For publicly traded companies the Tax Cuts and Jobs Act eliminates the exceptions for performance- based compensation and commissions. Prior to the Tax Cuts and Jobs Act, performance- based compensation and commissions that exceeded $1 million were deductible under the exceptions available for these types of compensation to a covered employee. Previously, if a covered employee had a base salary of $500K and received performance- based bonuses of $4.5M the full $5M of compensation was deductible.
The Internal Revenue Service recently announced that the agency will waive certain late payment penalties pertaining to Section 965 of the Internal Revenue Code.
On June 21, the US Supreme Court issued its decision on the South Dakota v. Wayfair case regarding nexus determination for sales tax. In a 5-4 decision favoring South Dakota, the Court overturned judicial precedent dating back 50 years when it concluded Quill (1992) and National Bellas Hess (1967) to be unsound and incorrect.
The Tax cuts and Jobs Act held many changes to tax planning and required documentation for business owners in 2018. One of those changes is meals and entertainment deductibility. Prior to 2018, meals and entertainment have been mostly considered 50 percent deductible for tax purposes as long as the taxpayer could show that the meal and/or entertainment had a business purpose or relation.
On June 21, with a vote of 5-4, the Supreme Court ruled in favor of South Dakota in the court case South Dakota v. Wayfair. This ruling throws out the court's outdated 1992 ruling in Quill Corp. v. North Dakota, which prohibited states from imposing sales tax collection obligations on vendors lacking an in-state physical presence.
Six months following the enactment of the Tax Cuts and Jobs Act of 2018, many questions still remain unanswered regarding the implementation of the new law. However, tax planning is a fluid process and the time is ripe to revisit many new provisions. In 2018, the corporate tax rate was lowered from 35 percent to 21 percent which is significantly lower than the top individual tax rate of 37 percent.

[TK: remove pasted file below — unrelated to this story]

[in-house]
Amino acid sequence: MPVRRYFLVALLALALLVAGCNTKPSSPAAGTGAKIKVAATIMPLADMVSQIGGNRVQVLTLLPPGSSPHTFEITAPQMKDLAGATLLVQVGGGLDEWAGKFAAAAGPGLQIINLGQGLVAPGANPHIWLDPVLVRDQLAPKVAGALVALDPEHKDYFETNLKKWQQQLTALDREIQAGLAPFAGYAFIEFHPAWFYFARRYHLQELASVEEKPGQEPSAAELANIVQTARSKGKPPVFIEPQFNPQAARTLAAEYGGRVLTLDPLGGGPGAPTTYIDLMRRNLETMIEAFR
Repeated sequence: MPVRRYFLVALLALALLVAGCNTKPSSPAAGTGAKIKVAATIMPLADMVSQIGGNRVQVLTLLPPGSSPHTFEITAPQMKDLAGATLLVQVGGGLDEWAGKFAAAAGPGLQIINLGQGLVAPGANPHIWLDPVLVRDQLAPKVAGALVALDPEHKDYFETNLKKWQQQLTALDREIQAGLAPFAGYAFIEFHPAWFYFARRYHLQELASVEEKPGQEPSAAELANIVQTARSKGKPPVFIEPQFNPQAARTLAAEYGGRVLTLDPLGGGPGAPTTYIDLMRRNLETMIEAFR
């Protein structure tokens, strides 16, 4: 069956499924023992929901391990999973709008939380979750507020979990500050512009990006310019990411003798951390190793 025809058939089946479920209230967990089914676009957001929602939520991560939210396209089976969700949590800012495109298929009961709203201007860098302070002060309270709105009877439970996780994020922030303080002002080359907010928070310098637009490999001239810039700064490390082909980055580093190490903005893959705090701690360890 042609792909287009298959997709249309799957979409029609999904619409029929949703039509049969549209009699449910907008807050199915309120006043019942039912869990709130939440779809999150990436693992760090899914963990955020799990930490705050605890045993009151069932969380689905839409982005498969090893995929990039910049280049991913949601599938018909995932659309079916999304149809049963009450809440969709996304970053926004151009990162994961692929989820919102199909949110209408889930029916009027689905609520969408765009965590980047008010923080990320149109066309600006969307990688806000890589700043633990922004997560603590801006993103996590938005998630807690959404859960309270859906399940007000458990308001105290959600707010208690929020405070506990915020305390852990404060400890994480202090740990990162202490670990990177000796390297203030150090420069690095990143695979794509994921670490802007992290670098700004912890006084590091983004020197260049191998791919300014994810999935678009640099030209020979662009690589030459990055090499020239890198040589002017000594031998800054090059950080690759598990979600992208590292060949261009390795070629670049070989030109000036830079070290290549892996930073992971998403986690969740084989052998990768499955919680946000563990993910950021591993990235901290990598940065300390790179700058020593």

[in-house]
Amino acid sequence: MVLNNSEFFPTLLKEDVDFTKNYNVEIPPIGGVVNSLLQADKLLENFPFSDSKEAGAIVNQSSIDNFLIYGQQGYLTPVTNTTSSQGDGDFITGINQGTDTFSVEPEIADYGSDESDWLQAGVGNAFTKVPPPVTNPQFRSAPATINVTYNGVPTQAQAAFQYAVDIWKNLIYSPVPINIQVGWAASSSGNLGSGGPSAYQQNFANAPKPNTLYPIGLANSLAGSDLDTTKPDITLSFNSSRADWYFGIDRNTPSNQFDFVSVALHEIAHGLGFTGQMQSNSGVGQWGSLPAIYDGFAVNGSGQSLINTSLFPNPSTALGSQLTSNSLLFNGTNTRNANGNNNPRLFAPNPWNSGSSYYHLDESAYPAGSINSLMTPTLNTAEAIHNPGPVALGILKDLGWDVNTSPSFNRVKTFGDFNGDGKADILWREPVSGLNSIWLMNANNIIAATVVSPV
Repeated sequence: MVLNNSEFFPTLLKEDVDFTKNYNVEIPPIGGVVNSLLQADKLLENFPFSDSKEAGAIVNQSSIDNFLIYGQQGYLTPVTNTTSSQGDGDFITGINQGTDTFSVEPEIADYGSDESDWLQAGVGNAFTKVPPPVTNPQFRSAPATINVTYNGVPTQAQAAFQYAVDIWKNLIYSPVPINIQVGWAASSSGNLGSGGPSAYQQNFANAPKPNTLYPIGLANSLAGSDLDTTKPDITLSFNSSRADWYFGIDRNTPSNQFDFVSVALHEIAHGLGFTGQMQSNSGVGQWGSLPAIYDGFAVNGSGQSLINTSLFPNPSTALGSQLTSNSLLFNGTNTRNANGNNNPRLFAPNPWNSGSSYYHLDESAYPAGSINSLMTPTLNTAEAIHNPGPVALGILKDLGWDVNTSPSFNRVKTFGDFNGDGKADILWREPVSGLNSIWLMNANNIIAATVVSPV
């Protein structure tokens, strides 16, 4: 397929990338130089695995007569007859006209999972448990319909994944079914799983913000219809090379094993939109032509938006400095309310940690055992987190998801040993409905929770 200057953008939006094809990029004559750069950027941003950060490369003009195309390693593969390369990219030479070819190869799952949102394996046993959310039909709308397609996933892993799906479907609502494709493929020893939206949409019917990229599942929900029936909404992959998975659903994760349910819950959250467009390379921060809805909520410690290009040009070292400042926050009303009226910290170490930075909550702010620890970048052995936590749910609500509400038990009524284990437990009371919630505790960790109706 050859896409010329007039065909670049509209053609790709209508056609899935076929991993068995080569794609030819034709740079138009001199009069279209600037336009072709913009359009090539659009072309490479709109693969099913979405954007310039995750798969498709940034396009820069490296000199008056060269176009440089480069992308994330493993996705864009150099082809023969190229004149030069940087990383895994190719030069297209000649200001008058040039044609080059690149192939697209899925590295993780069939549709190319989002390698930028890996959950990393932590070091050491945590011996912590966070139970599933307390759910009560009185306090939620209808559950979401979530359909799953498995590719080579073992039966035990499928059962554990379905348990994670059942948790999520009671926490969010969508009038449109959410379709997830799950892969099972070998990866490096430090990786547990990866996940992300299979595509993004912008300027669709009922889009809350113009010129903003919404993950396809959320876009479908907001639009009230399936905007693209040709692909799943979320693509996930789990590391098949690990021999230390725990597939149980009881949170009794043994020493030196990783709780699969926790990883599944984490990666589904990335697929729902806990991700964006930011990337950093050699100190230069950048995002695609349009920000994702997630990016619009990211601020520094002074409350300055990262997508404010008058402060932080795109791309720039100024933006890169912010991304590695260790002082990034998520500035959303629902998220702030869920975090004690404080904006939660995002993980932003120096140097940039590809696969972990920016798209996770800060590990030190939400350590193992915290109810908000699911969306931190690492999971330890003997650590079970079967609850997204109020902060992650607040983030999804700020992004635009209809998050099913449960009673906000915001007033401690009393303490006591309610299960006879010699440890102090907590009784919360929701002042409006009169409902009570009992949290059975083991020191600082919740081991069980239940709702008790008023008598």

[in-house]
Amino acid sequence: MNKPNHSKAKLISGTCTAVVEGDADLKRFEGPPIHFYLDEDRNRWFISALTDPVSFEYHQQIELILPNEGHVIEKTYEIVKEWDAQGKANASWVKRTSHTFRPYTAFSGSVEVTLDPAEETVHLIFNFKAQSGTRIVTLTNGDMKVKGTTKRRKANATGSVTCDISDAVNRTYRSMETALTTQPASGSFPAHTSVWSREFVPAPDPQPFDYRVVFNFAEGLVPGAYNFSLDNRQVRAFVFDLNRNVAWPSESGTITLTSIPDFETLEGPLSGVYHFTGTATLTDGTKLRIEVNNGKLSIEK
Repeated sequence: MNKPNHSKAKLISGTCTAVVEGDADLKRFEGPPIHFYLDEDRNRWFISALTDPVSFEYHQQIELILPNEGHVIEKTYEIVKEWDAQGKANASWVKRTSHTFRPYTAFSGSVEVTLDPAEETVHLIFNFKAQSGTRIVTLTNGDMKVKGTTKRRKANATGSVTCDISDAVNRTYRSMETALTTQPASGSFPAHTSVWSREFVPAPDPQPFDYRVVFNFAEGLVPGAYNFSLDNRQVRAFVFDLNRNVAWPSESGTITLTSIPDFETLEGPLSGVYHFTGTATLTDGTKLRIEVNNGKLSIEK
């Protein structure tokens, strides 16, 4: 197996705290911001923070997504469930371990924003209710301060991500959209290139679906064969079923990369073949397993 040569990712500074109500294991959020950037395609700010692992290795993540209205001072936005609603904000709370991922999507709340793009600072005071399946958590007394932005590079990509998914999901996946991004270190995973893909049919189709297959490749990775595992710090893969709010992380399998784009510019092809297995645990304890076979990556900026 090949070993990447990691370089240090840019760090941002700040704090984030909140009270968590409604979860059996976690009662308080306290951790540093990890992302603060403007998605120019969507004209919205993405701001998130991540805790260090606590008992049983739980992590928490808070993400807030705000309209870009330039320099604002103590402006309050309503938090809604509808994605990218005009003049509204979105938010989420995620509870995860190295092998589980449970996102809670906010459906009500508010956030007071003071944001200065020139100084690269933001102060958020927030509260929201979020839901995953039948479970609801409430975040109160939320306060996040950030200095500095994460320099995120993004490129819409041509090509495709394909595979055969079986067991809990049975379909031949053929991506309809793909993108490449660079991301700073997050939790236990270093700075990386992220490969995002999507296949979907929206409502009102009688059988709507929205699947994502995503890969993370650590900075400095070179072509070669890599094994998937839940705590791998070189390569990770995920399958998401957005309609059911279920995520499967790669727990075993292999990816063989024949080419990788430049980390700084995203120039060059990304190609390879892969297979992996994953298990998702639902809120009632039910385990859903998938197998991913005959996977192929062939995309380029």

Before tax reform, there were not many limitations on a business's ability to deduct interest expense on their tax return. However, beginning in 2018, tax reform will significantly alter the ability to deduct business interest expense for a great many taxpayers.
There has been rapid growth in the number of people using virtual currencies, like Bitcoin, in the last few years. According to an article in The Tax Advisor, the IRS is beginning to watch this activity more closely. The underreporting of income from virtual currency transactions is potentially staggering. The IRS is beginning to aggressively pursue such transactions.
Commencing in 2018, as enacted under the Tax Cuts and Jobs Act of 2017, Congress provided that deductions for state and local taxes are to be capped at $10,000 per married couple. Many high tax states such as California, New York, New Jersey and Connecticut have considered that this was inequitable to their residents, and have passed or are drafting legislation which would allow taxpayers to make payments to state or local municipal charitable organizations in exchange for credit against their real estate or state and local taxes.
Tax reform provides an opportunity for simplification and tax relief for "small" businesses. Under the Act, a small business is defined as a taxpayer with average gross receipts during the previous three tax years of $25,000,000 or less. The $25,000,000 limit will be indexed for years after 2018. So what are qualifying taxpayers eligible for?
Wednesday, August 8, 2018 | 2:15 - 6:00 PM |
UHY’s training center in Farmington Hills